Also, this applies to every negative sentence (not just those ending in a form of です):

好【す】きじゃないです/好【す】きじゃありません

楽【たの】しくないです/楽【たの】しくありません

飲【の】まないです/飲【の】みません

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Nice. This makes a lot of sense - very clear. さすがプロー。 –  Samurai Soul Aug 10 '11 at 15:50
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An important fact about this paper is that it only discusses 自然談話 (spoken language?) (see section 2). According to the results cited in the paper, ません is overwhelmingly more common than ないです in written text. –  Tsuyoshi Ito Aug 10 '11 at 16:21
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Interesting. I asked some Japanese friends and teachers about this a while back, and they gave me exactly the opposite answer. –  rintaun Aug 11 '11 at 0:13
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actually, my teacher said that じゃないです is not correct, because it doesn't make sense (but people say it often in Japan). Its not right because in adjetives ~na, です is needed (です:Formal/だ:Informal)while in adjetives ~i, です marks politeness (暑いです:Formal/ 暑い:Informal). I asked a japanese person, and she said she uses じゃないです a lot!! even if its wrong. ^^ –  daniel tomio Sep 13 '11 at 2:12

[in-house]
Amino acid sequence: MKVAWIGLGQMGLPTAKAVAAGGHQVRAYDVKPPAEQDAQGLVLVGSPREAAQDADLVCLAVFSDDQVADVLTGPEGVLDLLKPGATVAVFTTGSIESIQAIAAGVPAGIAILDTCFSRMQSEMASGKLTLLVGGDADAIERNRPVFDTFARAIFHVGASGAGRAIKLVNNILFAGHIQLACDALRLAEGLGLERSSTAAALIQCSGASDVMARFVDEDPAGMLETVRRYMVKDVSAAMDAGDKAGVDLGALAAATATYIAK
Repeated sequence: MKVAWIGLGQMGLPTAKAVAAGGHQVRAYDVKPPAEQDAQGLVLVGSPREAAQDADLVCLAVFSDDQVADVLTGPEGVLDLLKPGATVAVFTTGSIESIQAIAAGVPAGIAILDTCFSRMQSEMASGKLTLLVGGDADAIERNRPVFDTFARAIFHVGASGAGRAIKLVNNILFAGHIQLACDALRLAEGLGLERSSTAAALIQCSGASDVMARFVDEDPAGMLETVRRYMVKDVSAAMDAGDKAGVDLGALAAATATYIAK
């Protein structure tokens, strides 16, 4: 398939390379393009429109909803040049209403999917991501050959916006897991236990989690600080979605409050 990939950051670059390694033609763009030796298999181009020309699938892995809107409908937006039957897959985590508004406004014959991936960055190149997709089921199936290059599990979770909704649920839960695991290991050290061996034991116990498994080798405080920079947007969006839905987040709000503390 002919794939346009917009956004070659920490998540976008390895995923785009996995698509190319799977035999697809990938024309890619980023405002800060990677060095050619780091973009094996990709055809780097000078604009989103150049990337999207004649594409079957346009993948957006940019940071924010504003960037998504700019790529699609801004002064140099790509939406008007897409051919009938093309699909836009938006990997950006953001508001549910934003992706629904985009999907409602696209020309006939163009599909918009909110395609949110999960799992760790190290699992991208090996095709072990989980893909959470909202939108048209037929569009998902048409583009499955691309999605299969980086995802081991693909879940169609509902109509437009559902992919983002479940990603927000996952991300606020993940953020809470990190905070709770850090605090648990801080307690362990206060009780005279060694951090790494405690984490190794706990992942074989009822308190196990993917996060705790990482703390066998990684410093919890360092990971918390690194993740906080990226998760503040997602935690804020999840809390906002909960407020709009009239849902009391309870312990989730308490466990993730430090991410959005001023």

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@DerekSchaab I would argue that most linguists are primarily concerned with the way a language is actually spoken. ~ないです is perfectly valid from a linguistics standpoint. Linguists often do deal with the "rules" of language, but this is in the sense of trying to find a way to describe the language rather than trying to prescribe how it should be used. In fact, many linguists are concerned with the various dialects of a language even though they do not match the "standard" dialect. –  Nathan Ellenfield Sep 28 '11 at 23:06

As per my Sensei (who is a native speaker of Japanese and grew up in Tokyo), there is absolutely no grammatical difference between ~ないです and ~ません.

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Probably your sensei meant that they are almost the same. But if your sensei really does not notice any difference, I am sorry but I think that he or she is simply insensitive to the subtlety of the language. –  Tsuyoshi Ito Aug 12 '11 at 0:10